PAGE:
Alright gents, I'm finally getting back to this task.  We kinda need this now since we are running large jobs quite regularly and reading the mesh on every processor is not making our I/O system happy.  I know that Derek had just stopped using "boundary names" so that we could just revert back to the parallel element broadcast routines, but we'd like to just get this all going for the benefit of our end users.

I thought I'd warm up with just broadcasting a std::vector<std::string> since it doesn't appear that we can even do that at this point.  From there it should be relatively easy to get a std::pair<T1, T2> where T1 or T2 is a string moved across the wire.

I'm trying to wrap my head around how you guys intend for this to work.  Do we implement the pack/unpack routines for std::basic_string<T> and use those in conjunction with the broadcast or do we just create additional specializations for certain Parallel routines directly?  I haven't played around at this layer long enough to know what you might be thinking.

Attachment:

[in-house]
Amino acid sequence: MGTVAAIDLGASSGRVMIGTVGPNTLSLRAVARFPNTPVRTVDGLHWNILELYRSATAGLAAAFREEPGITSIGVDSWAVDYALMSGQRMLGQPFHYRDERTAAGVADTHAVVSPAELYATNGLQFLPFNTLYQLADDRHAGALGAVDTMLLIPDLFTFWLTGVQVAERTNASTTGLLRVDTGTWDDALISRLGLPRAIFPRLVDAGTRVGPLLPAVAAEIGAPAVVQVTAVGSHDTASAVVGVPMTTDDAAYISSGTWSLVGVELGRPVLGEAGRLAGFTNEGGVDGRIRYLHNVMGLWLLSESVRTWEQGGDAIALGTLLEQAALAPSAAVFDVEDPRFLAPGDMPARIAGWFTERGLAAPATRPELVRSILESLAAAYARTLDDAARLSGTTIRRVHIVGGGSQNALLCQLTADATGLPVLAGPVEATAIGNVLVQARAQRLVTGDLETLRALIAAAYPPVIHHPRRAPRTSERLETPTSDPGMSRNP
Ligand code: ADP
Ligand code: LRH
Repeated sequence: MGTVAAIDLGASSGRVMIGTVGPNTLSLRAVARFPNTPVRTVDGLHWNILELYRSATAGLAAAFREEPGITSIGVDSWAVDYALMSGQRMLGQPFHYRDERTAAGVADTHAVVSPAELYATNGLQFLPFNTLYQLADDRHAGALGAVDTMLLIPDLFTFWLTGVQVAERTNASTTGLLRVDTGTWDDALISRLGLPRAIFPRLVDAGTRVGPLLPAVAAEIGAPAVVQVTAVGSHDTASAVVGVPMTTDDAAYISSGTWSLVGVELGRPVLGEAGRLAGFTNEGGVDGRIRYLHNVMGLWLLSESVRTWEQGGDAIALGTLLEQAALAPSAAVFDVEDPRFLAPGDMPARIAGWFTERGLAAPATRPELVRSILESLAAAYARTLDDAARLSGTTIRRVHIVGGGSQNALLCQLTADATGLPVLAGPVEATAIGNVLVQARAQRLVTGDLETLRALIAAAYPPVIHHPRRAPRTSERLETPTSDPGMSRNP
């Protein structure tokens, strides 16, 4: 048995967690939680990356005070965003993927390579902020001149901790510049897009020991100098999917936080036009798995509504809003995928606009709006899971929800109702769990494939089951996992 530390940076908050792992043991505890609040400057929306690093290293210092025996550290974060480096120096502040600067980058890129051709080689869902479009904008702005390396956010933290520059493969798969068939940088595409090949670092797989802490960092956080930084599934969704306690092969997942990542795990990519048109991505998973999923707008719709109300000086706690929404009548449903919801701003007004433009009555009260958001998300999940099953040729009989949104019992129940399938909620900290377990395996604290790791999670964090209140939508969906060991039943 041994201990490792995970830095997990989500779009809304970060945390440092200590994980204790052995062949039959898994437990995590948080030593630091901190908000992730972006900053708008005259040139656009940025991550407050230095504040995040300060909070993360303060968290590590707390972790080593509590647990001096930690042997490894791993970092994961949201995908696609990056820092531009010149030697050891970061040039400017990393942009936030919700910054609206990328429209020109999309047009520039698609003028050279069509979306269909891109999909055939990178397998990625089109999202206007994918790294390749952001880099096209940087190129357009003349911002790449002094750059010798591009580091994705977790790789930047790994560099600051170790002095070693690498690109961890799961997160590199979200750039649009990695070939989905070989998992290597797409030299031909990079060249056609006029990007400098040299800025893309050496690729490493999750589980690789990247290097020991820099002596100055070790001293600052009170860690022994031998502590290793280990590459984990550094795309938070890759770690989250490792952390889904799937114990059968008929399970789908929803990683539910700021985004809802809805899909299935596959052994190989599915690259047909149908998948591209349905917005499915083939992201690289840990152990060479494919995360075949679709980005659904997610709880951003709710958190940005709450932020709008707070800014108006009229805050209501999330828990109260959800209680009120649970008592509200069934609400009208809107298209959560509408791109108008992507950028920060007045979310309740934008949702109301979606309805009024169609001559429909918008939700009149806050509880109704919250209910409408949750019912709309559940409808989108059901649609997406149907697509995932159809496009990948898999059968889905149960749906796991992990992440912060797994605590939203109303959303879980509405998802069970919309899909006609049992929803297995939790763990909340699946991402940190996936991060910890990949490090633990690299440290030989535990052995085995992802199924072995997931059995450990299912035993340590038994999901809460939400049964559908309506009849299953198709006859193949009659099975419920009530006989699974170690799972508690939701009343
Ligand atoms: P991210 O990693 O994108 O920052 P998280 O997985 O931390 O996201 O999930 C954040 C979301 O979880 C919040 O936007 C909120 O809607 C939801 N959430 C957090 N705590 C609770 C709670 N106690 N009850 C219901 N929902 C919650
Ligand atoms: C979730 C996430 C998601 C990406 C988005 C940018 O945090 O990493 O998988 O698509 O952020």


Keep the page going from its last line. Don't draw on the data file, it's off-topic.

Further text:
Perhaps if you can provide a few lines of sample code on how you see the API working might help me get started as well.

Thanks,
Cody



On Wed, Feb 13, 2013 at 2:49 PM, Roy Stogner <roystgnr@ices.utexas.edu> wrote:

On Wed, 13 Feb 2013, Derek Gaston wrote:

> How about just finding the max length for the names and reading all
> the names into fixed length char*s.... and just using the available
> routines to send them across the wire.

That would definitely work.

> We don't need to over think this... we are sending some strings
> across the wire once per simulation......

Once per repartitioning, at most.

But yeah, I'm not overthinking this because infrequently synchronizing
a few strings is still hard; rather because taking time to overthink
Parallel:: stuff has paid off so well for me in the past.  There's a
bunch of code in the ParallelMesh synchronization, in one of our apps,
and even a bit in Parallel:: itself that I think I could greatly
simplify with a little of this refactoring.
---
Roy

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